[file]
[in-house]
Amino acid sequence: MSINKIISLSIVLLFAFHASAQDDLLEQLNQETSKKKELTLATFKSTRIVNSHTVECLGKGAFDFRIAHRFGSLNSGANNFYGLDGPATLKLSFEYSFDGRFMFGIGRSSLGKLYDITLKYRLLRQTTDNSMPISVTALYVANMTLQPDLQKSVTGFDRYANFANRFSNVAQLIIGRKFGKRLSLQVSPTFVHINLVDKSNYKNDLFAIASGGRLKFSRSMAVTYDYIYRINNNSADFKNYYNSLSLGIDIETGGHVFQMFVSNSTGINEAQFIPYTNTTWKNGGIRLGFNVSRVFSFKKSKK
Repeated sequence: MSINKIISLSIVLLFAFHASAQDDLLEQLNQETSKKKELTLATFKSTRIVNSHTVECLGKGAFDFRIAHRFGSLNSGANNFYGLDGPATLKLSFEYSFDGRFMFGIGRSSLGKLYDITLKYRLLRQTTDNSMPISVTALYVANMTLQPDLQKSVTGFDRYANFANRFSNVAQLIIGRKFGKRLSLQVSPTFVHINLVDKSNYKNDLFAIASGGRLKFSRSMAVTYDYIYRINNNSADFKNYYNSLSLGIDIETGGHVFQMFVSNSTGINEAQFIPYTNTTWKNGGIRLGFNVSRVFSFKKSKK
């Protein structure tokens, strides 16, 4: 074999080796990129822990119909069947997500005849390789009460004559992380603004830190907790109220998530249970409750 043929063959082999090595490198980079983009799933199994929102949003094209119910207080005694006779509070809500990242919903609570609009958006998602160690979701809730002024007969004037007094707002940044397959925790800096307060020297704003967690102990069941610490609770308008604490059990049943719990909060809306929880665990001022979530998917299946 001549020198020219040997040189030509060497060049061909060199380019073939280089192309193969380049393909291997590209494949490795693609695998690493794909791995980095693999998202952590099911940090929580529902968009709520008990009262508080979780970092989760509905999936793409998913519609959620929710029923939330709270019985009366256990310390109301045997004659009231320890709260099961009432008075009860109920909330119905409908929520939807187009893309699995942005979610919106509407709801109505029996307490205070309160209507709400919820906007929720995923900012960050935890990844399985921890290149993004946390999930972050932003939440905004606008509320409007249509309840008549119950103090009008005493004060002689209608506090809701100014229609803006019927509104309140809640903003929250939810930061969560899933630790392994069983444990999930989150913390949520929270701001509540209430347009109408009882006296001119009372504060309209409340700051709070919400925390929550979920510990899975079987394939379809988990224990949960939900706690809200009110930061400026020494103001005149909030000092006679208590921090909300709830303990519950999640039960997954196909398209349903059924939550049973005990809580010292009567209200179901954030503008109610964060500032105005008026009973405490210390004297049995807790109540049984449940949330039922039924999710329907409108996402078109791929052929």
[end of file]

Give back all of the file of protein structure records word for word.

[in-house]
Amino acid sequence: MSINKIISLSIVLLFAFHASAQDDLLEQLNQETSKKKELTLATFKSTRIVNSHTVECLGKGAFDFRIAHRFGSLNSGANNFYGLDGPATLKLSFEYSFDGRFMFGIGRSSLGKLYDITLKYRLLRQTTDNSMPISVTALYVANMTLQPDLQKSVTGFDRYANFANRFSNVAQLIIGRKFGKRLSLQVSPTFVHINLVDKSNYKNDLFAIASGGRLKFSRSMAVTYDYIYRINNNSADFKNYYNSLSLGIDIETGGHVFQMFVSNSTGINEAQFIPYTNTTWKNGGIRLGFNVSRVFSFKKSKK
Repeated sequence: MSINKIISLSIVLLFAFHASAQDDLLEQLNQETSKKKELTLATFKSTRIVNSHTVECLGKGAFDFRIAHRFGSLNSGANNFYGLDGPATLKLSFEYSFDGRFMFGIGRSSLGKLYDITLKYRLLRQTTDNSMPISVTALYVANMTLQPDLQKSVTGFDRYANFANRFSNVAQLIIGRKFGKRLSLQVSPTFVHINLVDKSNYKNDLFAIASGGRLKFSRSMAVTYDYIYRINNNSADFKNYYNSLSLGIDIETGGHVFQMFVSNSTGINEAQFIPYTNTTWKNGGIRLGFNVSRVFSFKKSKK
């Protein structure tokens, strides 16, 4: 074999080796990129822990119909069947997500005849390789009460004559992380603004830190907790109220998530249970409750 043929063959082999090595490198980079983009799933199994929102949003094209119910207080005694006779509070809500990242919903609570609009958006998602160690979701809730002024007969004037007094707002940044397959925790800096307060020297704003967690102990069941610490609770308008604490059990049943719990909060809306929880665990001022979530998917299946 001549020198020219040997040189030509060497060049061909060199380019073939280089192309193969380049393909291997590209494949490795693609695998690493794909791995980095693999998202952590099911940090929580529902968009709520008990009262508080979780970092989760509905999936793409998913519609959620929710029923939330709270019985009366256990310390109301045997004659009231320890709260099961009432008075009860109920909330119905409908929520939807187009893309699995942005979610919106509407709801109505029996307490205070309160209507709400919820906007929720995923900012960050935890990844399985921890290149993004946390999930972050932003939440905004606008509320409007249509309840008549119950103090009008005493004060002689209608506090809701100014229609803006019927509104309140809640903003929250939810930061969560899933630790392994069983444990999930989150913390949520929270701001509540209430347009109408009882006296001119009372504060309209409340700051709070919400925390929550979920510990899975079987394939379809988990224990949960939900706690809200009110930061400026020494103001005149909030000092006679208590921090909300709830303990519950999640039960997954196909398209349903059924939550049973005990809580010292009567209200179901954030503008109610964060500032105005008026009973405490210390004297049995807790109540049984449940949330039922039924999710329907409108996402078109791929052929």